The results of our girdling showed a great deal of promise early on. Some of the trees showed early signs of stress loosing their leaves and actually dying from the girdling. Other trees showed stress but retained their leaves above the girdle. We ascribed several reasons for this including a surplus of energy stored above the girdle. Knowing the tissue that carries the energy to the leaves underlies the bark, we made sure this tissue was stripped off the trees in the girdled sections. Ultimately, we had a mixed bag, but in most of the girdled trees, adventive shoots nearly always sprouted at the base of the trees. From prior experience, I knew these shoots would grow until they replaced the tree that expired due to girdling.

Seeing these developments compelled us to add another arrow to our quiver of tools to use on these trees, a method I call cut and can. I sawed down some of the girdled trees and covered the stumps with tin cans of various sizes that would completely shade the remains of the tree. The purpose of this is to deny the tree’s ability to send shoots off the base of the tree that will keep the tree alive. From the photos I provided for my iNaturalist observations, you can see the results of this ‘cutting and canning’ method. This use of shade to control invasive species is one that may not be used often enough by groups seeking to eradicate non-native species. While thus far we don’t see sprouts growing out of the bottoms of these stumps, it’s early in the growing season so time will tell.

Ligustrum species - iNaturalist observations:

https://www.inaturalist.org/observations/42264830

https://www.inaturalist.org/observations/42044069

https://www.inaturalist.org/observations/41759993

We have at least two species of Ligustrum (Privet) growing along the banks of Town Creek in Johnson City; Chinese Privet and Glossy Privet. For all these species, we applied the same methods of control; girdling, uprooting and cutting and canning. The most effective method of control is uprooting. Many many Ligustrum were removed by this method, even fairly large specimen which involved the efforts of several people due to their size. Once Ligustrum obtain about a three inch diameter, we were no longer able to use the uprooter or exert enough force between several volunteers to successfully pull up the offender. Of course I cannot show the results of removal in a photograph because the bush or tree is no longer living and that is what I can call successful. The numbers of saplings and young Ligustrum that were also removed by hand - thanks to the moist wet soil we had as a result of fall/winter rains made the task seem almost fun. For those who worked on the saplings along the Settlement trail between the bridge and the wet land midway to the Event Center, the impact on those alien plants was obvious and the results impressive. This is perhaps one of our major victories and means many many fewer individual Ligustrum taking over the backsides of our creek system at LBJ NHP and downstream. Again it’s important to realize work was carried out downstream this past year as well. In all cases, there is still work to do.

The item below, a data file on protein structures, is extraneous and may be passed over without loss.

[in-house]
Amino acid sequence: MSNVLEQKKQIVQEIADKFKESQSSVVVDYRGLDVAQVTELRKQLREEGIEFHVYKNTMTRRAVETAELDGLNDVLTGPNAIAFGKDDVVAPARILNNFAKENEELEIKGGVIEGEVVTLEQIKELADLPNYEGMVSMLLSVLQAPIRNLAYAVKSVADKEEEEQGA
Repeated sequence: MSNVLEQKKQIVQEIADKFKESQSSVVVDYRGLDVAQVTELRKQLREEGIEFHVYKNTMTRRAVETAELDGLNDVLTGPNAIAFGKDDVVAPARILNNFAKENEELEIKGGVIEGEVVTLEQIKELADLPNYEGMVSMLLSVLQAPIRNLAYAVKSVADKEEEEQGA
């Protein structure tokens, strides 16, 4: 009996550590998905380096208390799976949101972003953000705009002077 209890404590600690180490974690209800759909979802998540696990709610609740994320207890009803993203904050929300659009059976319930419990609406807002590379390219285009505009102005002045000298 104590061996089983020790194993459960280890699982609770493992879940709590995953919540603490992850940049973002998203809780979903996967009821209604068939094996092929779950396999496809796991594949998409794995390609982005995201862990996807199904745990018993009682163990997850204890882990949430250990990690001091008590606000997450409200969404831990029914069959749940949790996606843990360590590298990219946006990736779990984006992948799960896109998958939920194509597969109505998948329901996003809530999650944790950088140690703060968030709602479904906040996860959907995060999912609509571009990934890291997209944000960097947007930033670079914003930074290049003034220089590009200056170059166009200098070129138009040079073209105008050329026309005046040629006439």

The girdling method we used was based diretly upon instructions from Cliff Tyllick who, as I’ve mentioned often in these messages, heads up the Walnut Creek volunteers in Austin. Cliff was kind enough to travel to Johnson City and instruct me on his technique. When executed accurately, the girdling method yields real positive results as some of the photos at the Settlement show. A very good example of the effects of correct technique of girdling on Ligustrum is this one as posted above:

https://www.inaturalist.org/observations/42264830

Japanese Honeysuckle

https://www.inaturalist.org/observations/22184682

The Settlement and Town Creek downstream have numerous examples of the Japanese Honeysuckle vine growing on native trees along the banks of our streams. Japanese Honeysuckle not only competes with our native Honeysuckle species that produces a beautiful coral read flower, but also damages native trees that occupy the same habitat along the creek. The following iNaturalist observation shows this damage clearly and cheats us of our own more beautiful species. Notice this is growing in the middle of winter.

https://www.inaturalist.org/observations/42437964

The only technique we used in an attempt to control this invasive species was uprooting. While the vine itself reproduces with root shoots called nodal rooting and from rhizomes, but also, of course, it’s beautiful odoriferous flower result in the production of berries containing seeds. These are eaten by birds and animals and distribute the plant widely. If you have Japanese Honeysuckle growing in your yard, consider finding a replacement plant and have yours pulled up by the roots, the most effective method of control.

So this is the summary of our work at the Settlement in the last year. We have made a huge impact on the invasive species on the creek and its adjacent wetlands. We have also worked downstream and continued our efforts at removing these invasive species resulting in a more beautiful natural Town Creek that is slowly becoming a local focus of interest for nature lovers and visitors alike. I know that because I met a person lately who told me that for years she’s been traveling through Johnson City and has kept her attention on Town Creek overtime she drives through town on her way from Austin to points west. Her testimony told me that means others would have similar points of view and that makes Town Creek a sort of unsung hero for travelers to the Hill Country. This year’s activities have gone a long way to enhance the asset that Town Creek is and of course, apropos such a status, we ended the effort with a great discovery when I stumbled upon an animal trackway that I was not expecting.